McGahon calls for change in how people register to vote
Dundalk Councillor John McGahon has called for a change in the practice of how people register to vote in Ireland.
In a statement to Talk of the Town the Fine Gael representative said that now that the referendum is over we need a drastic overhaul of the Register of Electors, particularly in relation to registering to vote, moving your vote and automatically registering 18 year olds.
He said: “The recent referendum has shown me once again that the process of registering to vote or changing address is outdated and needs to be reformed. For example, if you want to register to vote, you need to download an RFA2 Form, go to a Garda station, have it stamped and then leave it into a council’s office. Having to jump through so many hoops to register to vote in this day and age is outdated and cumbersome.
“We need to move the process of registering or moving your vote to an online system. In the UK for example, you can register to vote or change your address online within five minutes, all that is required is a national insurance number. By moving it online, we are making it easier and simpler for people to keep their information up to date. Equally, it helps make the register more accurate. There are huge inaccuracies in our electoral register up and down the country and it’s leading to a bloated and incorrect electoral register.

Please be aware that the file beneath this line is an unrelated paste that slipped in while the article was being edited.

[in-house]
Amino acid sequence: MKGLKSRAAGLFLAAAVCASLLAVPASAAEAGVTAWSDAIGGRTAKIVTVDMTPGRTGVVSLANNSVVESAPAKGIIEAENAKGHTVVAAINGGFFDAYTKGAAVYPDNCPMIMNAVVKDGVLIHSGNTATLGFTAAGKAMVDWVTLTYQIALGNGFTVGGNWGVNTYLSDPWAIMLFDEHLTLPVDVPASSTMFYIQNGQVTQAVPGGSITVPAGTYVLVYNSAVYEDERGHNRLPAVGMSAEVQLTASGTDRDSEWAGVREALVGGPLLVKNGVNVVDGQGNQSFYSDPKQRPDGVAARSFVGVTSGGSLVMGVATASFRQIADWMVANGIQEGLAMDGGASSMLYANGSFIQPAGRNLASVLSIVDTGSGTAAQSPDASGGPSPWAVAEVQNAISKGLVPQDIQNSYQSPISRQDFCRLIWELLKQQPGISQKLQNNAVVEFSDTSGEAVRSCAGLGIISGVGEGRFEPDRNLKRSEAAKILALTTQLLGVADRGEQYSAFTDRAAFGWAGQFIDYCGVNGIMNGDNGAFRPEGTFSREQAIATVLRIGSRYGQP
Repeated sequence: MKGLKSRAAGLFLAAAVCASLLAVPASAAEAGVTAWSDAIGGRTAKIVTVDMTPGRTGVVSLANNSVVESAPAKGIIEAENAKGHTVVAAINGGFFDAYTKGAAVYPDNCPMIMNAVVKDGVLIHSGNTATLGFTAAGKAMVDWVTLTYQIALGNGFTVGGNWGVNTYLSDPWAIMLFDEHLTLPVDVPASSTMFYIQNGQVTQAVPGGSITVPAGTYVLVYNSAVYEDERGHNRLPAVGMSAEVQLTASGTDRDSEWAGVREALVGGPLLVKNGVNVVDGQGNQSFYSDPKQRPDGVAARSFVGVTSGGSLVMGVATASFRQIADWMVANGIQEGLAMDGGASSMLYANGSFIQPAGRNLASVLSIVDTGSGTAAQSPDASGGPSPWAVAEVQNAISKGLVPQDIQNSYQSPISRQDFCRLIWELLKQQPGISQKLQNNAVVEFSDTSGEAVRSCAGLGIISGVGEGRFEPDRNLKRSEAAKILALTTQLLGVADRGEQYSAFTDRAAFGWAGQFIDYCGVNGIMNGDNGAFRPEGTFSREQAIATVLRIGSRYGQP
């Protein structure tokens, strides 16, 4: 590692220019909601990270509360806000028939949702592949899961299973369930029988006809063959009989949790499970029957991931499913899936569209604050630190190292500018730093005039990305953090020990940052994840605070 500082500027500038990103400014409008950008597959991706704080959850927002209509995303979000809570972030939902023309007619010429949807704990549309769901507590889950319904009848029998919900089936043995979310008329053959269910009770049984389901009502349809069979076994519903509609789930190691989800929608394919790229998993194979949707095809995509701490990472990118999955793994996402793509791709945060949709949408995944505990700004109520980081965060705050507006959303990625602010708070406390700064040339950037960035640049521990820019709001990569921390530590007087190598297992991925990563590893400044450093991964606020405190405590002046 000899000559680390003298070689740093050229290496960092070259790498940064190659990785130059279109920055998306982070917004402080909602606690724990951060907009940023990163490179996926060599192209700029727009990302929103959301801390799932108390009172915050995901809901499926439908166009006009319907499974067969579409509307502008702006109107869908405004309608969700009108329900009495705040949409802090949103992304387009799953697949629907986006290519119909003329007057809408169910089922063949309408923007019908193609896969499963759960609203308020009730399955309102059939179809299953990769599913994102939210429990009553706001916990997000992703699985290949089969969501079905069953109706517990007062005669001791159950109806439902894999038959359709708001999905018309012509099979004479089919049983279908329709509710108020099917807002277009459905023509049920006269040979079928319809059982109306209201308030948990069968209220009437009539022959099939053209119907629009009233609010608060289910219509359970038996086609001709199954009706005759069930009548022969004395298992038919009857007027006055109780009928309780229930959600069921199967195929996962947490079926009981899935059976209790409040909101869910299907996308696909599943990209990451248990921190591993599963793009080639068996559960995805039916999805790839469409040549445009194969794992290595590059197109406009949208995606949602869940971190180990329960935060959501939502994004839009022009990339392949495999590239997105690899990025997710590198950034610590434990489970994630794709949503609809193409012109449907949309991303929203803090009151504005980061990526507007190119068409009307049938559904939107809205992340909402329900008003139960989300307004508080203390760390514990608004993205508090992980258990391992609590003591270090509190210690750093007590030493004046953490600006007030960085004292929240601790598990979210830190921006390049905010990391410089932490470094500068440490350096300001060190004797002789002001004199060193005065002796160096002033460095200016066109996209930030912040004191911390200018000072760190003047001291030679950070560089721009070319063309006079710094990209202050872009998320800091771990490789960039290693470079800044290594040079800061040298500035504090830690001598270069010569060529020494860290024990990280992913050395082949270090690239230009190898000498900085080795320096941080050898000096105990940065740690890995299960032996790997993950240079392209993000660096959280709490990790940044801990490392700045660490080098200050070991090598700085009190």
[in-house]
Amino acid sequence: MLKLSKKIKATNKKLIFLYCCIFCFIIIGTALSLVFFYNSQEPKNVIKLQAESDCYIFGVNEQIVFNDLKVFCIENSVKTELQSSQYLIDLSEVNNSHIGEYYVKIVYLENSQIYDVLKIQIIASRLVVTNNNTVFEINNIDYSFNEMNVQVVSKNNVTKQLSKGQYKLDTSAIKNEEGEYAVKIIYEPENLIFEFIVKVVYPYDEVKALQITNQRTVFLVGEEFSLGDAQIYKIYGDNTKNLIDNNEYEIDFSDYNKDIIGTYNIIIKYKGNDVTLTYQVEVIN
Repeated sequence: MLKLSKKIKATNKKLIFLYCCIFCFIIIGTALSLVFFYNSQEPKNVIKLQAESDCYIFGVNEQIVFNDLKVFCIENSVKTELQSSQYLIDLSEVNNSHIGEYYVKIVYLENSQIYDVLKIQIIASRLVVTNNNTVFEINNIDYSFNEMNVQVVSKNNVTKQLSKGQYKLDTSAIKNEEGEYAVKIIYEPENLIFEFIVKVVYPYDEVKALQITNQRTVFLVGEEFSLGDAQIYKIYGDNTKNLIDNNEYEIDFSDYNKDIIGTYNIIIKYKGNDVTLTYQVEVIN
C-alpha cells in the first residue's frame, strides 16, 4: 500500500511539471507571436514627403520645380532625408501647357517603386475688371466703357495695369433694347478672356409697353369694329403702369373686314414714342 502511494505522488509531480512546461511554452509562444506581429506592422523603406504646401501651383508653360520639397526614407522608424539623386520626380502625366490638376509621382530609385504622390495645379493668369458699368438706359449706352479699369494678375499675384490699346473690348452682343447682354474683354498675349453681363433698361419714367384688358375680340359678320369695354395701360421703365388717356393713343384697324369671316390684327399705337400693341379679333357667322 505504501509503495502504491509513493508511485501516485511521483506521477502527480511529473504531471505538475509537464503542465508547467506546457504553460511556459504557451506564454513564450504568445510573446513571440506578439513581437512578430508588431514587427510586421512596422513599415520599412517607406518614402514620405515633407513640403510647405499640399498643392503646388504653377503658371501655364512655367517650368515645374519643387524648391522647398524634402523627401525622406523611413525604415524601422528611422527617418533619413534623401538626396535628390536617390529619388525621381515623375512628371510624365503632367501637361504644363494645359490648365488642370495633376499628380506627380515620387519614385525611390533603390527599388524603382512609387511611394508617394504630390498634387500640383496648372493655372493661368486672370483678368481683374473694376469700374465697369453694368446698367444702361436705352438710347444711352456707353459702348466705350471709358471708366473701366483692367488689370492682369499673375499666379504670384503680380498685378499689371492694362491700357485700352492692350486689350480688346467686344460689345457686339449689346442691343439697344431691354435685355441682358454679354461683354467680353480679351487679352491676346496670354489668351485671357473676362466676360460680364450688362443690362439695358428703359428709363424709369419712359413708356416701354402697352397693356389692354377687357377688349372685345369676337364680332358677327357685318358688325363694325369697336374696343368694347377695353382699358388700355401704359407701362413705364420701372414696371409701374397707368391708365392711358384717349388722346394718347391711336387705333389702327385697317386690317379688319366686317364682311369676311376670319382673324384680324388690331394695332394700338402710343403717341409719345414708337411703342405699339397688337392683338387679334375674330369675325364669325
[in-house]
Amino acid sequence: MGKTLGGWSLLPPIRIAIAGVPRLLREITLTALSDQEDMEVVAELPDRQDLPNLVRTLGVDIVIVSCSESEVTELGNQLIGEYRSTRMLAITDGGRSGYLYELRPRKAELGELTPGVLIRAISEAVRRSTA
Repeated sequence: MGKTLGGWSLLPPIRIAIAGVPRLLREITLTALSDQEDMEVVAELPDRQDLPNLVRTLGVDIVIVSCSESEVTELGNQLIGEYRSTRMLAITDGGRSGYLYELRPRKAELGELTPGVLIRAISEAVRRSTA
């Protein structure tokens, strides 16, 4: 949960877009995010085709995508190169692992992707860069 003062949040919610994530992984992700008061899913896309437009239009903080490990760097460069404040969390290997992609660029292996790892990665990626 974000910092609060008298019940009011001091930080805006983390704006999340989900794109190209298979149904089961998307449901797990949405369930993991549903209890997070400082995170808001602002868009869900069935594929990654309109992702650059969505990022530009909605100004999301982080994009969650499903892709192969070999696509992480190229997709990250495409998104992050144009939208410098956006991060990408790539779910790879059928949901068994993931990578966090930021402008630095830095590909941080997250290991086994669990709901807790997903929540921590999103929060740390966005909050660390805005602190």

“Also, during the recent referendum, I had so many people ask me were they still entitled to vote if they were abroad or in hospital. In the UK you can apply for a proxy for a single election on a specific date for circumstances such as being away on polling day, having a medical issue or not being able to vote in person because of work. I think we should also consider this.
“Equally, I would also strongly encourage the Government to consider ensuring that all eighteen year olds are automatically registered to vote. In 2017 alone, over 61,000 young people celebrated their 18th birthday. The National Youth Council of Ireland has proposed for many years that all young people should be automatically registered and this will dramatically reduce non-registration.
“The recent referendum has quite literally seen a revolution in terms of youth participation and if we are serious about continuing this trend we need to make the voting process easier and simpler,” said Cllr McGahon.